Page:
With Qatar exporting leftover short-term deliveries to the UK and sending an increasing majority of its liquefied natural gas (LNG) to higher paying Asian customers, Britain could be in danger of suffering a long-term loss of LNG supply, according to Reuters.
Analysts and British energy companies have stated that the strategy rewards Qatar, but puts Britain at a significant disadvantage. Qatari shipments provided a quarter of Britain’s gas needs in 2011.
“Preliminary estimates for the first half of 2012 suggest that LNG imports in Europe were down a quarter compared to the same period of 2011, with the UK reduction close to 43 percent,” energy consultants Wood Mackenzie said in a research report.
US natural gas futures edged higher on Monday in mixed trading, supported by dropping temperatures that have stimulated early heating demand. Meanwhile, record high supplies and a milder mid-month weather outlook limited the upside.
The front-month contract, which posted a 2012 high of $3.546 per million British thermal units (MMBtu) last week, has risen nearly 20 percent in the last two weeks as traders anticipated the season’s first cold snap. With inventories at record highs for this time of year and production near an all-time high, most traders have issued caution on the upside, particularly with the early chill expected to be short-lived.
“It’s all about weather and this is the first good slug of (cold) weather we’ve had. But (longer-term) forecasts don’t look that supportive,” said Tom Saal at INTL FCStone in an interview with Reuters.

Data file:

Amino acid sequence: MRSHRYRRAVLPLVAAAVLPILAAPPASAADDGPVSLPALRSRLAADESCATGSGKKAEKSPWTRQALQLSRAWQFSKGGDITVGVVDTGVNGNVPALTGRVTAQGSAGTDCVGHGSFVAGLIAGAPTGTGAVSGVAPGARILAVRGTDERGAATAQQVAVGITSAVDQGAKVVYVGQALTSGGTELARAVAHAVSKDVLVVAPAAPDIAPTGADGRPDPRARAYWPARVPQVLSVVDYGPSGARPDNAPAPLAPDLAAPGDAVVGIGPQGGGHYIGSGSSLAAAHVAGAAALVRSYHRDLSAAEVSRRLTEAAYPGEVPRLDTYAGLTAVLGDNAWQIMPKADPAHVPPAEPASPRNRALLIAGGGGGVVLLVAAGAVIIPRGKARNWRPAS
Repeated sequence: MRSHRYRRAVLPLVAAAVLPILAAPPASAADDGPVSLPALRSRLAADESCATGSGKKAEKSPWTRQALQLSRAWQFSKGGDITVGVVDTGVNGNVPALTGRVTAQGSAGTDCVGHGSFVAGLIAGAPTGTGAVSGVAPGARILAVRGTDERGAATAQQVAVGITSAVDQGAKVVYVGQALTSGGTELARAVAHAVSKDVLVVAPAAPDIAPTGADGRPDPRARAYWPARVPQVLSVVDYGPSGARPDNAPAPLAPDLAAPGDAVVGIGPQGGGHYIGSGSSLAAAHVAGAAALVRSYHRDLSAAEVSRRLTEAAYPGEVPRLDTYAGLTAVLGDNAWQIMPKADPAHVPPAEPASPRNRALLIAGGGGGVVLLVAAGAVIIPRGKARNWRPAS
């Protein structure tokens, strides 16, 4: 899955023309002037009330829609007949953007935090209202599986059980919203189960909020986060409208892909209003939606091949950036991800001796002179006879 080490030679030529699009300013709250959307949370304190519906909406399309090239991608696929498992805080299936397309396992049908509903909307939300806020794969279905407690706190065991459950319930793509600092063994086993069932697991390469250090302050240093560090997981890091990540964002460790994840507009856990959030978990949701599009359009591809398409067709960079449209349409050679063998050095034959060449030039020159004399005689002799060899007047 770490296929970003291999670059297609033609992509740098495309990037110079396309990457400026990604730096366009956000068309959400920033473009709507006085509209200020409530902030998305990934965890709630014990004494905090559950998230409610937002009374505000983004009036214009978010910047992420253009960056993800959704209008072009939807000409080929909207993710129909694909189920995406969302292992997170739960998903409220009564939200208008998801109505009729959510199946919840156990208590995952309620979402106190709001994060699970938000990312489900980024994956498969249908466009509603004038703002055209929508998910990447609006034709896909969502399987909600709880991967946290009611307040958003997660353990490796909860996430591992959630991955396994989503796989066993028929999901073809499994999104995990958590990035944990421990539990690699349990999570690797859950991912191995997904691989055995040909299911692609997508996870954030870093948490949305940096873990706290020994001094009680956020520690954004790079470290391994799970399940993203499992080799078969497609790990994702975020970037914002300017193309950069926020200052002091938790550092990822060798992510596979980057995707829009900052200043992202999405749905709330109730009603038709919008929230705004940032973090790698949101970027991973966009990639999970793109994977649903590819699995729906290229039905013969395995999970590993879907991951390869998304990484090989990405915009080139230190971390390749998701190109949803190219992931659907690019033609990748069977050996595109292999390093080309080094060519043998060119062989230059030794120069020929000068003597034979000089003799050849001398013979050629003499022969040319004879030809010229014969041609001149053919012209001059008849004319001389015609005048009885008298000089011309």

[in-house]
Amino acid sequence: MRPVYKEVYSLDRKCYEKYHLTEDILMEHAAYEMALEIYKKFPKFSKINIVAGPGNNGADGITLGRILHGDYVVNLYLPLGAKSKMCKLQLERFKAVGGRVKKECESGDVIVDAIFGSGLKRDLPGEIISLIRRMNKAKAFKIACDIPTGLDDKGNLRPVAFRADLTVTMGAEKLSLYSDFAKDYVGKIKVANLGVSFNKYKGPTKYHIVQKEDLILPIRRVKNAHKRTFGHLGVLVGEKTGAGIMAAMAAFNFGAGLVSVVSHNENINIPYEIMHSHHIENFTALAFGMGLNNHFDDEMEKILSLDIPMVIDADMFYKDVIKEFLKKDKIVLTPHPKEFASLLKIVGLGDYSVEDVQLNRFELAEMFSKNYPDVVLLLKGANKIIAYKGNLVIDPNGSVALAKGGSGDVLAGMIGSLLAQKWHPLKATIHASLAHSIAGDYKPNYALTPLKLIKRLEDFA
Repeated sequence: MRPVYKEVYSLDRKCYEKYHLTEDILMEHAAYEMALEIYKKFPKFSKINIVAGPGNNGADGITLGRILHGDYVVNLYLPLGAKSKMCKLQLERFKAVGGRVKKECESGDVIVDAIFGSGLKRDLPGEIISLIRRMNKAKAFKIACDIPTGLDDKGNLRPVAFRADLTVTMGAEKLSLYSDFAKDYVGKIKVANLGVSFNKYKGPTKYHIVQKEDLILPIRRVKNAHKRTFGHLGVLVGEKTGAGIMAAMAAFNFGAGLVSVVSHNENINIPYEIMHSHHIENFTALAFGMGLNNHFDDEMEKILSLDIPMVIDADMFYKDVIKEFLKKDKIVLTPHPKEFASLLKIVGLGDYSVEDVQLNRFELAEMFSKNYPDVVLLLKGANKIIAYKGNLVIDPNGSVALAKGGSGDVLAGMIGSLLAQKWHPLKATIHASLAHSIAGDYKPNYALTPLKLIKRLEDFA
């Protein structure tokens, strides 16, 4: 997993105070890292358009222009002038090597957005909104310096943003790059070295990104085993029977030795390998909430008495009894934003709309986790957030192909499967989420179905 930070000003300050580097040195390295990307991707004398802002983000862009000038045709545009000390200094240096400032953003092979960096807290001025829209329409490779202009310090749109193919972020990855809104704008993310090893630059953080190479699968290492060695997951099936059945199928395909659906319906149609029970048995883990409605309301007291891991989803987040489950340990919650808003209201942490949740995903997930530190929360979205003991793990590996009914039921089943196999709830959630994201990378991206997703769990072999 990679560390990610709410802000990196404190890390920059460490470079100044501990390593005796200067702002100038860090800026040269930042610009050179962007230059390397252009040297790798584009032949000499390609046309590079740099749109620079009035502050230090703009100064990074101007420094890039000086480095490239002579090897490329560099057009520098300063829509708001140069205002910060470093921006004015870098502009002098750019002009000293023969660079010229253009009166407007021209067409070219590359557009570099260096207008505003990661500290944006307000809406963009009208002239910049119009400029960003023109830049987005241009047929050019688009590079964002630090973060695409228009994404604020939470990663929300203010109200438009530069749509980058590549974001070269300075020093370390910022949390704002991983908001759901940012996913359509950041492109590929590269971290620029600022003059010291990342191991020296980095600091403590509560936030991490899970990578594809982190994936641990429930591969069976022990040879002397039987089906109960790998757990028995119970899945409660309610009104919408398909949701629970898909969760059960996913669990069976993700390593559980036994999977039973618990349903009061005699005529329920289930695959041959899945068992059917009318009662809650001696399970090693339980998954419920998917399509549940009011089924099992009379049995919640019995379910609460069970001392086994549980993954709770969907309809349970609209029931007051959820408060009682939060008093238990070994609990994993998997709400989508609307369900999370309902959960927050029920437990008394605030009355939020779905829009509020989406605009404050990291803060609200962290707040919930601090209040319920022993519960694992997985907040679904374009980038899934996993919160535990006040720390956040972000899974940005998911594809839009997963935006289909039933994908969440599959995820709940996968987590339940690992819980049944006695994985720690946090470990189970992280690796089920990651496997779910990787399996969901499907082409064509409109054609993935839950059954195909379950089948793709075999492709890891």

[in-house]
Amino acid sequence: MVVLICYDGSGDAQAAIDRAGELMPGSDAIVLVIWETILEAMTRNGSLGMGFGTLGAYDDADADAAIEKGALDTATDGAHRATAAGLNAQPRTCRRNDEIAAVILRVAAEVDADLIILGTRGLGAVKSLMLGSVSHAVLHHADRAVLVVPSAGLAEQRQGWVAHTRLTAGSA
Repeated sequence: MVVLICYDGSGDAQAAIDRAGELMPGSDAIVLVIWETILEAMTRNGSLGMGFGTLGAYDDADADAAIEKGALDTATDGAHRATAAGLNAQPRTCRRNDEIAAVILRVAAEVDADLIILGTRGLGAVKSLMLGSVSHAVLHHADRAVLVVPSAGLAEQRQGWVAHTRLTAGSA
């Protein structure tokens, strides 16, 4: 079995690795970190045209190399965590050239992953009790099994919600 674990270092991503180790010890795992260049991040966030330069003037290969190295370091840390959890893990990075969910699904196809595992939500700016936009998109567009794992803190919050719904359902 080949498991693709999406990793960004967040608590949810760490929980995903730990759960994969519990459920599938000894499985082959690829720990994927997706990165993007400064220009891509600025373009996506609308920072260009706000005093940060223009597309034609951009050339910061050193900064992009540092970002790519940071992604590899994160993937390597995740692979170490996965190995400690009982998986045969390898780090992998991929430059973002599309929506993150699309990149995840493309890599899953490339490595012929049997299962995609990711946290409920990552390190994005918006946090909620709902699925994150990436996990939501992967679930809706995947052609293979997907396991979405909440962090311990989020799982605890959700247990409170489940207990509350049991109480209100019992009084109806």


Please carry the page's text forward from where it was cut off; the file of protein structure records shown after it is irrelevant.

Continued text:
The November natural gas contract gave back most of its gains from the previous session and is down a cent to $3.40/MMbtu on NYMEX. On the US spot market, gas at Henry Hub fell four cents to $3.19/MMbtu.
Baker Hughes data shows that the gas-directed rig count rose by two last week, to 437, after sliding to a 13-year low two weeks ago. It was the second gain in three weeks, but only the eighth time this year that the gas rig count has risen. The count is still down 53 percent since peaking at 936 last October.
Data released by the US Energy Information Administration last week shows that domestic gas inventories for the week rose by 77 billion cubic feet (Bcf) to 3.653 Tcf. At 86 percent capacity, storage is hovering at a level not normally reached until the last week of October, offering a significant surplus that will be used to offset any weather-related spikes in demand.
Boone Pickens, a well-known energy investor that chairs the hedge fund BP Capital Management, has forecast that natural gas prices will move up to $4 per MMBtu by the end of 2012 from the current price of $3.20 per MMBtu.